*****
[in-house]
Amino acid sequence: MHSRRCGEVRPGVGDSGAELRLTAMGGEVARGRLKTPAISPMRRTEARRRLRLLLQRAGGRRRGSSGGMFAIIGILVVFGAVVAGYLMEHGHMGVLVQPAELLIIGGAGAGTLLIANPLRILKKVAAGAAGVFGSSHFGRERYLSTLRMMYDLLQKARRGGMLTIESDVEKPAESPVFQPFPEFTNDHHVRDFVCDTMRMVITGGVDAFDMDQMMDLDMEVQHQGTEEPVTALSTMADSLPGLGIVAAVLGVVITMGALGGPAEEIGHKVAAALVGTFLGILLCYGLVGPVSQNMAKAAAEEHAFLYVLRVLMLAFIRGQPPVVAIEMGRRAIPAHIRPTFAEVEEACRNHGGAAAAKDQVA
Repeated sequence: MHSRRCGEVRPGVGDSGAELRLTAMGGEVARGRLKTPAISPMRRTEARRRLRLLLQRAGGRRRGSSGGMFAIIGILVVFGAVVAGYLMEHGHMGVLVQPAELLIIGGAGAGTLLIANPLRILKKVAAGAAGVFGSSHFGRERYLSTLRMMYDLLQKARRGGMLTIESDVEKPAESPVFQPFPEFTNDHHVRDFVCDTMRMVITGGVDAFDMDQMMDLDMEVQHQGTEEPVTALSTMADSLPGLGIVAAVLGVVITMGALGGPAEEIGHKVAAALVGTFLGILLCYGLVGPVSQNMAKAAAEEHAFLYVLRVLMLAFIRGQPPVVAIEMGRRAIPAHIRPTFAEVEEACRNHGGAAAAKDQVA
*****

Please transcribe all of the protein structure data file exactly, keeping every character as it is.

[in-house]
Amino acid sequence: MHSRRCGEVRPGVGDSGAELRLTAMGGEVARGRLKTPAISPMRRTEARRRLRLLLQRAGGRRRGSSGGMFAIIGILVVFGAVVAGYLMEHGHMGVLVQPAELLIIGGAGAGTLLIANPLRILKKVAAGAAGVFGSSHFGRERYLSTLRMMYDLLQKARRGGMLTIESDVEKPAESPVFQPFPEFTNDHHVRDFVCDTMRMVITGGVDAFDMDQMMDLDMEVQHQGTEEPVTALSTMADSLPGLGIVAAVLGVVITMGALGGPAEEIGHKVAAALVGTFLGILLCYGLVGPVSQNMAKAAAEEHAFLYVLRVLMLAFIRGQPPVVAIEMGRRAIPAHIRPTFAEVEEACRNHGGAAAAKDQVA
Repeated sequence: MHSRRCGEVRPGVGDSGAELRLTAMGGEVARGRLKTPAISPMRRTEARRRLRLLLQRAGGRRRGSSGGMFAIIGILVVFGAVVAGYLMEHGHMGVLVQPAELLIIGGAGAGTLLIANPLRILKKVAAGAAGVFGSSHFGRERYLSTLRMMYDLLQKARRGGMLTIESDVEKPAESPVFQPFPEFTNDHHVRDFVCDTMRMVITGGVDAFDMDQMMDLDMEVQHQGTEEPVTALSTMADSLPGLGIVAAVLGVVITMGALGGPAEEIGHKVAAALVGTFLGILLCYGLVGPVSQNMAKAAAEEHAFLYVLRVLMLAFIRGQPPVVAIEMGRRAIPAHIRPTFAEVEEACRNHGGAAAAKDQVA